The Great Indian Middle Class: India’s New Political Constituency
The relationship and the divide between the majority and minority communities often drive the dynamics of electoral politics in most countries. In India the force exerted by majority and minority communities is particularly potent because of the multiple definitions of majority and minority owing to the existence of numerous caste, class, and religions in the country. The electoral politics in India is deeply entrenched in the politicization of these groups, especially the minority groups.
However, what emerges from a closer look at the Indian society is that there is no majority group. The Indian society is nothing but an amalgamation of the several minority groups. Even the majority population is split into sub-communities such as Bengalis (7.5% of Indian population), Marathi speakers (7% of Indian population), Oriyas (4% of Indian population), Gujaratis (4.5% of Indian population), and Tamils (6% of Indian population). Despite the strong community identities not all these minority groups have aligned and uniform voting preferences.
Traditionally the Muslim (13.4% of Indian population), and the Dalit (16.6% of Indian population) are the most influential minority groups in India due to their uniform voting preferences, often choosing to vote en-masse for a party. Any party that manages to get the votes of these two groups can have nearly one-third of Indian electorate in its pocket.
However, the emergence of a new group in recent years can potentially shift the entire landscape of Indian electoral politics. This group is the Indian middle class.
Different estimates put the Indian middle class between 250-350 million, which not only makes it 20-30 per cent of the Indian population, but also nearly as big as the population of the USA. It is the class that constitutes the mainstream of the Indian demographic, and is a force to reckon with, which has been repeatedly acknowledged by the government, the corporate world, and the academia.
Just as the majority groups and communities of the India, the great Indian middle class is often viewed as a uniform entity. The reality, however, is that it is a diverse and fractionalized group constituting of different religions, castes, and classes coming from distinct parts of the country.
The making of the Indian middle class has been an economic, rather than a social or a political process. At the same time it is the attitude rather than income that defines the Indian middle class. In spite of being composed of the minorities that have distinct and diverse social and political interests, what makes the middle class a uniform force are its aspirations, and tied economic interests. The key characteristics of the Indian middle class can said to be its distinct middle class values, concern with the welfare of the family, focus on being upwardly mobile, adherence to rules and regulations, a tolerant and less discriminating outlook, its reluctance to revolt yet confidence to be vocal about resentments, its sharp views on current affairs, and its cynicism. It’s these shared behavioural and aspirational attitudes that make the middle class a constituency in its own right - a constituency that is not only the largest, but also the fastest growing in India.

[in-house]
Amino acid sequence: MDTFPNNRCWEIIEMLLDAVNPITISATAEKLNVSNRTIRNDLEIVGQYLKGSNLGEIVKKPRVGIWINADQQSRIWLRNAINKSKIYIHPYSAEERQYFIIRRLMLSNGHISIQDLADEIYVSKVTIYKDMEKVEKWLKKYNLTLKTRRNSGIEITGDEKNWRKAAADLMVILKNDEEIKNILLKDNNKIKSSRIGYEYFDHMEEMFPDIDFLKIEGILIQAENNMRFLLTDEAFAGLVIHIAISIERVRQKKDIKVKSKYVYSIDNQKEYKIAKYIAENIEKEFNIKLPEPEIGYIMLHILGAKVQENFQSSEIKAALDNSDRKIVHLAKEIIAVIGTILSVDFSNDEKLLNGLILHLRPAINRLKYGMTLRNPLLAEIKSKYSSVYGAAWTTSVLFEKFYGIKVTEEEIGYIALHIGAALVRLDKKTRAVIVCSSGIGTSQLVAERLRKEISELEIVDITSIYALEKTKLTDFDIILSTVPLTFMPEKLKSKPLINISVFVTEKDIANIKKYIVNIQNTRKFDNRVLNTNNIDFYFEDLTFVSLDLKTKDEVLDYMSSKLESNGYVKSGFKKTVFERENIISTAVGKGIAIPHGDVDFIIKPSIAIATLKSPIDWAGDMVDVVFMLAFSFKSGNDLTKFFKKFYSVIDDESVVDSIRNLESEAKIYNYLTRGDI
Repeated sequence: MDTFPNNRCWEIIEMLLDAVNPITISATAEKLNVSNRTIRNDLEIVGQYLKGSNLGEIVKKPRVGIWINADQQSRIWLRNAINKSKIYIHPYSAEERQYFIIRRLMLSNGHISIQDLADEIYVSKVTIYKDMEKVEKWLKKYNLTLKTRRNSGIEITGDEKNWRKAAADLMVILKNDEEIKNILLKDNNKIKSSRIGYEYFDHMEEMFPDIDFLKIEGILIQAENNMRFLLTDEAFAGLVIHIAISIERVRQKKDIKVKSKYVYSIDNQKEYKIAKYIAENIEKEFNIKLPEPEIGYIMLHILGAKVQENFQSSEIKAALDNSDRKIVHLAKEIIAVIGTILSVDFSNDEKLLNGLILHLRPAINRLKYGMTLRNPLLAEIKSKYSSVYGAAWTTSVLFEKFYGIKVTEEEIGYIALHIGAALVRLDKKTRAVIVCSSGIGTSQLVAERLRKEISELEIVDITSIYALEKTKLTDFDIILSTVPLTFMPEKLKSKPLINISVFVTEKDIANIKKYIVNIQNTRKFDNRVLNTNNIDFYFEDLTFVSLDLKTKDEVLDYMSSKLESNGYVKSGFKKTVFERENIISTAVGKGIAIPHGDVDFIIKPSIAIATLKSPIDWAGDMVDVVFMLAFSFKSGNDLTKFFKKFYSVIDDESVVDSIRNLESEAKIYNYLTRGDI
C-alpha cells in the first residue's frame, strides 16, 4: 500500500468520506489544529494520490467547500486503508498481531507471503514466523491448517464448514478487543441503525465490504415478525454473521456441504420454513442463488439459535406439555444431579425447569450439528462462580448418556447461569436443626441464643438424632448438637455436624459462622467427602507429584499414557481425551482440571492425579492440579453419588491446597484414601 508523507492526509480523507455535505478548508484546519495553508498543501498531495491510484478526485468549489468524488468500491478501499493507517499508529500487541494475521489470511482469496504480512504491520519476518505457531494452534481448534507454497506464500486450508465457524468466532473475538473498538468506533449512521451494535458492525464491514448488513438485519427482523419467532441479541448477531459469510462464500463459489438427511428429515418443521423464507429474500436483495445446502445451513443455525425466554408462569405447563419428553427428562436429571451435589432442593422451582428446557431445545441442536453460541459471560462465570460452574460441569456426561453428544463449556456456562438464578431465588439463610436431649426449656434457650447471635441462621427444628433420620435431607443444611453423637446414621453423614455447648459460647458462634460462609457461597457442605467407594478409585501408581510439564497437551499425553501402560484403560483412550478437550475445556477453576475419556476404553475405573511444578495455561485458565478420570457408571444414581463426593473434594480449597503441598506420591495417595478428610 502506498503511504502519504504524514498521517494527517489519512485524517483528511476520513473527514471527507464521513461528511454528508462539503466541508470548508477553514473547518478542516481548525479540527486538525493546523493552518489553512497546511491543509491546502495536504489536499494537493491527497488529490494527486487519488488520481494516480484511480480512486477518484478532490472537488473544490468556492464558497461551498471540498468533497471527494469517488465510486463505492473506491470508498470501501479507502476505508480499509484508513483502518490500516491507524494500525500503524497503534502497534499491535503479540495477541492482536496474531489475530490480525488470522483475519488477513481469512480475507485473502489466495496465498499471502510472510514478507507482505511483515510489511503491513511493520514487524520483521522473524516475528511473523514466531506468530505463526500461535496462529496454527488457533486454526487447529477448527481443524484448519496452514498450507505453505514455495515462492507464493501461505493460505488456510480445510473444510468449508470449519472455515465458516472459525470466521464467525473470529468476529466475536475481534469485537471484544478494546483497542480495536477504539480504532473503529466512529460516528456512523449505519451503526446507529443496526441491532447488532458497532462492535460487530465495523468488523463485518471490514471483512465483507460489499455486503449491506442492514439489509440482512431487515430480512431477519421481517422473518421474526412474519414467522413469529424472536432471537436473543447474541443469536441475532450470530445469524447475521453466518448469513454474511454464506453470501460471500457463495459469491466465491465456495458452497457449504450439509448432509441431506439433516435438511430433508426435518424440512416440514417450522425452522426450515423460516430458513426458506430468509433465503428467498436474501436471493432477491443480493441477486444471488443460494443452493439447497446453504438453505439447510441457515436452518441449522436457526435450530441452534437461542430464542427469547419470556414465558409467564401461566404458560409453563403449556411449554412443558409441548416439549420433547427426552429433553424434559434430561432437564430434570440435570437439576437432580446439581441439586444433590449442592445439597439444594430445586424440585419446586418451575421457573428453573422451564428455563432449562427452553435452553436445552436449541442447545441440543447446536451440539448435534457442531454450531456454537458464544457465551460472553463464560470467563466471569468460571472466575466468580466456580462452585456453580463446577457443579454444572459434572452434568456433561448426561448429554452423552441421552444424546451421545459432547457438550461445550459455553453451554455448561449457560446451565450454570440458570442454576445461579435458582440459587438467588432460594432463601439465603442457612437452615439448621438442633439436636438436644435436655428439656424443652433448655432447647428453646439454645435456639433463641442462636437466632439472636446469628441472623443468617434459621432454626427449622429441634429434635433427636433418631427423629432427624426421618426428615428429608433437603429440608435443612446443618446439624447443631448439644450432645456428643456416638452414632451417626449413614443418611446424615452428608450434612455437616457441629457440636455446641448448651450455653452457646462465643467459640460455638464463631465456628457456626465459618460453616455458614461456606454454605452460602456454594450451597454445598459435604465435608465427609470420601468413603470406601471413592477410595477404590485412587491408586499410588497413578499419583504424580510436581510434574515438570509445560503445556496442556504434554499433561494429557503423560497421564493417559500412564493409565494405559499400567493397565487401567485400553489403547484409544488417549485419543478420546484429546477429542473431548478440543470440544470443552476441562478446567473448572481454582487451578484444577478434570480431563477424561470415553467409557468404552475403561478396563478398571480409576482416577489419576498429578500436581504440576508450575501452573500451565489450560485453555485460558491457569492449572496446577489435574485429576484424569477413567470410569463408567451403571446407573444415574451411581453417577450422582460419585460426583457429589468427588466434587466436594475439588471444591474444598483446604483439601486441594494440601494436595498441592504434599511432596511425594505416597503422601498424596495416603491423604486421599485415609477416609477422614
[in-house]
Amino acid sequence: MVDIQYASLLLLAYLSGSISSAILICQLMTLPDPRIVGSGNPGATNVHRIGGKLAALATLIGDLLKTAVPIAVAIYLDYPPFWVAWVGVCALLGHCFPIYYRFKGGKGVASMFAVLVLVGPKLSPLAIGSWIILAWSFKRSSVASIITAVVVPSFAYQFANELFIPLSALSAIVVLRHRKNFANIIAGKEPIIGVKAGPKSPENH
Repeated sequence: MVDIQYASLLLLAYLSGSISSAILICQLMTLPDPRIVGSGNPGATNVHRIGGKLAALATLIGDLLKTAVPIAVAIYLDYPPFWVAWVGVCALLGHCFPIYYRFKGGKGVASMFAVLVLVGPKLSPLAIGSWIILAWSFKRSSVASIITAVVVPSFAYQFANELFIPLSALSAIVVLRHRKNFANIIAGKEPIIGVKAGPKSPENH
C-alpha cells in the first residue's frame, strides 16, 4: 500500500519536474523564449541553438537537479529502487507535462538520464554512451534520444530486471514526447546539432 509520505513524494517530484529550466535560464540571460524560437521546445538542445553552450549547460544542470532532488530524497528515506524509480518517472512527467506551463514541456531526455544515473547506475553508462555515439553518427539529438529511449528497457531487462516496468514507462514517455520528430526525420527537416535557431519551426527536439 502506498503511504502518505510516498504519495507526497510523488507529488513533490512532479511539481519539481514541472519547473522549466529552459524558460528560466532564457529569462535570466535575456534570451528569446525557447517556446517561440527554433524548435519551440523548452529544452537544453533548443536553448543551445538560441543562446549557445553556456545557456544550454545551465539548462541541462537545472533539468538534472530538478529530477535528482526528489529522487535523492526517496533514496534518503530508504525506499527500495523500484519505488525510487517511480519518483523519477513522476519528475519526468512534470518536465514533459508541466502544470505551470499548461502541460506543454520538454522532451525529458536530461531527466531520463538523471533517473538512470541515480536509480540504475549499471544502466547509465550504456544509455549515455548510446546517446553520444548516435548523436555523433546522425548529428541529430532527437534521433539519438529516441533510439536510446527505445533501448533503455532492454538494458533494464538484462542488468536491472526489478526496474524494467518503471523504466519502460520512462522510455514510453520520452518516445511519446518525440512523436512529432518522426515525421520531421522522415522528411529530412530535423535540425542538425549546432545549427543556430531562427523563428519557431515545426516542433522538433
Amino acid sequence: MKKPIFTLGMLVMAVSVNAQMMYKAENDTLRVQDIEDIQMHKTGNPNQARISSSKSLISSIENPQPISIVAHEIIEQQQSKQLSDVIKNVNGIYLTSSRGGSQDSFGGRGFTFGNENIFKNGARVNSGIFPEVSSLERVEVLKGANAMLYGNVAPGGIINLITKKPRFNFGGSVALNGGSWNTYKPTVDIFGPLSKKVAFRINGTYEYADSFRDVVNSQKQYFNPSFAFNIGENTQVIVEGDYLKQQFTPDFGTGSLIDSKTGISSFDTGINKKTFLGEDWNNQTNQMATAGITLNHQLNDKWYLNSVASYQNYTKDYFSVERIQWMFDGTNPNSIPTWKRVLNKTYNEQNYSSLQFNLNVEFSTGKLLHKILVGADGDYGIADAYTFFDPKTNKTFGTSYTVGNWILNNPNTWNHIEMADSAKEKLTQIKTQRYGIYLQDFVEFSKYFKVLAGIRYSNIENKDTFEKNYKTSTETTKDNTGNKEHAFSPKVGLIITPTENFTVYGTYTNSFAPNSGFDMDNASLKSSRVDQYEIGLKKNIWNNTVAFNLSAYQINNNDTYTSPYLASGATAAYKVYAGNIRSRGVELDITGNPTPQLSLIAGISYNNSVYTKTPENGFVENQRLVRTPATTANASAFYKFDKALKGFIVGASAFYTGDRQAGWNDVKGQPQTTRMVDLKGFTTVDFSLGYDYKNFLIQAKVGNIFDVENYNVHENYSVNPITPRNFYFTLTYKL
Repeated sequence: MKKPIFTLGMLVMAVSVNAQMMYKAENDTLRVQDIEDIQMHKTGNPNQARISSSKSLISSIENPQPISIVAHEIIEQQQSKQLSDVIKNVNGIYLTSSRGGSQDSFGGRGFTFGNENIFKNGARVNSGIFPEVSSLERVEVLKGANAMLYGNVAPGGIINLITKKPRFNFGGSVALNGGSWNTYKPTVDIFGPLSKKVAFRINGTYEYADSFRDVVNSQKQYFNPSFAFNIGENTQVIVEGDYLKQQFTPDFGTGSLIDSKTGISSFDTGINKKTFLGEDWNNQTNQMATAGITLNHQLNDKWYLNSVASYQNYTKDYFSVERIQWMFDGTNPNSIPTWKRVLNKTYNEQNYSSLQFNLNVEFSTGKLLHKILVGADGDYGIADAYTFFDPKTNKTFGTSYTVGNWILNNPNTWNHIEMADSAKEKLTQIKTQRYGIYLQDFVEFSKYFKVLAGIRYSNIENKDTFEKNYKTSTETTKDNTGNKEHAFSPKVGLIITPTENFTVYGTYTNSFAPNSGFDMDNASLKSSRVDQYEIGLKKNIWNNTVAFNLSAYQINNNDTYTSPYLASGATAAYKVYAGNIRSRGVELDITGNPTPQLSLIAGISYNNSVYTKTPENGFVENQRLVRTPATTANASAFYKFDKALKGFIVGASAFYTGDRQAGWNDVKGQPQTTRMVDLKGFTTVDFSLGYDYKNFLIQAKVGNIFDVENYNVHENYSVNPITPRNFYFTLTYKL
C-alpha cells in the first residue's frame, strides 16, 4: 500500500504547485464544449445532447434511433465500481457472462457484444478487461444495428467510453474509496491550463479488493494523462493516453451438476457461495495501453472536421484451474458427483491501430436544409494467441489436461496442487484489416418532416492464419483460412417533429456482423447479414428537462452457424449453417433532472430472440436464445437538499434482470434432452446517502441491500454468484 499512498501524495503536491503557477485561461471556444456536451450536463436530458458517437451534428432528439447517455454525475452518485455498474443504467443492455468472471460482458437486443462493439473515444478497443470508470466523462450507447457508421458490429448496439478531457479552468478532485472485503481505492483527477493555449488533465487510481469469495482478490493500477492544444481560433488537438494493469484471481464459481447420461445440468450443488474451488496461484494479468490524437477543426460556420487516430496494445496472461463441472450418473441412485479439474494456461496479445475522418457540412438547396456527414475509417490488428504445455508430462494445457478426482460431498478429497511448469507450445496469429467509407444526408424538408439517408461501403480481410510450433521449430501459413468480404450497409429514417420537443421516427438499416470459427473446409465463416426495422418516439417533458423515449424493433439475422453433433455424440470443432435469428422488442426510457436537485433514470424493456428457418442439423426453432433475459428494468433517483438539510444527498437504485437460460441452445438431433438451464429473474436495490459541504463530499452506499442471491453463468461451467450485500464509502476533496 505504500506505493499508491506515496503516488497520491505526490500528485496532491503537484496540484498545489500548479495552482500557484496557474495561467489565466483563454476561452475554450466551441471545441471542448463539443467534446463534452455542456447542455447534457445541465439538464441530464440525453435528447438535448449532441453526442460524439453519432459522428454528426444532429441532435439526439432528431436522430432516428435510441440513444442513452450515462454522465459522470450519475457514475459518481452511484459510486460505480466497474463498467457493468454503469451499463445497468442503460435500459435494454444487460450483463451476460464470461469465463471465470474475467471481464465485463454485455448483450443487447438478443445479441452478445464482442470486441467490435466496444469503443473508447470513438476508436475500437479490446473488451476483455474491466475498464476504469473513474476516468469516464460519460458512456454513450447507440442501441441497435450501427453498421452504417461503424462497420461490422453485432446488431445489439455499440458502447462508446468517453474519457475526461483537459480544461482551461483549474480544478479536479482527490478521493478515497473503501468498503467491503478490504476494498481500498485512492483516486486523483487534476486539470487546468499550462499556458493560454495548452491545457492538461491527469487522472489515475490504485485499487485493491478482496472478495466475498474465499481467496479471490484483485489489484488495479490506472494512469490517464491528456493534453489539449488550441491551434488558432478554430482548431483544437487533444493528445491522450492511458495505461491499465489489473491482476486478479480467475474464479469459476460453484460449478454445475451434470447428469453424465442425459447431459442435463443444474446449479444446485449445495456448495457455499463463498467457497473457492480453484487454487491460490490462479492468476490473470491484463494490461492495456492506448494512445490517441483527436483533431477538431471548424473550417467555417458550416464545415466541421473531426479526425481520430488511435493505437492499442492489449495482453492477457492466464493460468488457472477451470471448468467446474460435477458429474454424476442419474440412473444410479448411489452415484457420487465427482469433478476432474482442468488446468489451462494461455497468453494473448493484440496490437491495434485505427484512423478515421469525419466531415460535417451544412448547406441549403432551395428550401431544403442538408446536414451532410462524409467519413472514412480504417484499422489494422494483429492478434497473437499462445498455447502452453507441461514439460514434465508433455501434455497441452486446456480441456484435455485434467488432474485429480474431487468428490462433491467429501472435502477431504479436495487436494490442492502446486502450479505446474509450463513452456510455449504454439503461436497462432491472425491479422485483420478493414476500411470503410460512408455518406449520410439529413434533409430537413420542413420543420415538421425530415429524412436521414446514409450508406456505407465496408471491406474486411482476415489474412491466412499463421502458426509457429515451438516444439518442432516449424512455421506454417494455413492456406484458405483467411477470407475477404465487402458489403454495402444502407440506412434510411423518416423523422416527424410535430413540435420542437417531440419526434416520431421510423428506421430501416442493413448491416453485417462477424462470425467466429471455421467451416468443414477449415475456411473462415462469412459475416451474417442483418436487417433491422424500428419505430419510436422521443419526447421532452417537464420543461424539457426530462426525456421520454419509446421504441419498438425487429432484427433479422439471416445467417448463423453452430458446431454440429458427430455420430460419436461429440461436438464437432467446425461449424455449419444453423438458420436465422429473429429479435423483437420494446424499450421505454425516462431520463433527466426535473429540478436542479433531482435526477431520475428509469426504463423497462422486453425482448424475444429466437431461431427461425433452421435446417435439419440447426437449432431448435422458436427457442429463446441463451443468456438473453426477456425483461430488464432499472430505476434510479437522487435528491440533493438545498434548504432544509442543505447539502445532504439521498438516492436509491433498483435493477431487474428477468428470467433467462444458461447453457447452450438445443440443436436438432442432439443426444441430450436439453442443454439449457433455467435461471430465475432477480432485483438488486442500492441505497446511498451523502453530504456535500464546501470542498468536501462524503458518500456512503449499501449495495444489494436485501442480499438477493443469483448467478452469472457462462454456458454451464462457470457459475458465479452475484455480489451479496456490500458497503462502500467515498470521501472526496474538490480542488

The political cynicism of the middle class is often taken to imply that the class plays a passive role in Indian electoral politics. However, the Indian middle class is not as dormant as it is perceived to be. In the last ten years this class has come into its own by more clearly defining its economic aspirations and social priorities. The growing social angst increasingly witnessed in urban areas, and demand for policies that ensure faster economic growth are testimony to its maturity, and emerging influence. The expansion of this class in the coming years will result in more equitable distribution of wealth while the insatiable appetite of this class for education, services, and consumer goods will fuel the economic growth of the country.
Until now the middle class has not been given political attention that is proportional to its size because of prevalent notions about its political cynicism, and low voter turnouts. A significant reason for the cynicism of the middle class is that no political party in India has yet considered it to be a political constituency in its own right, or engaged with it from a view of mobilizing it as a political force. However, the time has come for the government to focus on this class.
This is the right time for political parties to start addressing the concerns and needs of the Indian middle class not only because it emerging as India’s largest constituency, but also because it is a fallacy to presume that this class cannot influence the turnout of an election. It has done so, and can continue to so, by not voting in the elections. As it can by beginning to vote.
What is needed is a dedicated strategy to get insights into the middle class, and its concerns. Attention to this class will help it to emerge out of its cynicism and become a more active player in the Indian electoral politics. Now, it’s merely a question of which political party decides to leverage on the potential of the great Indian middle class.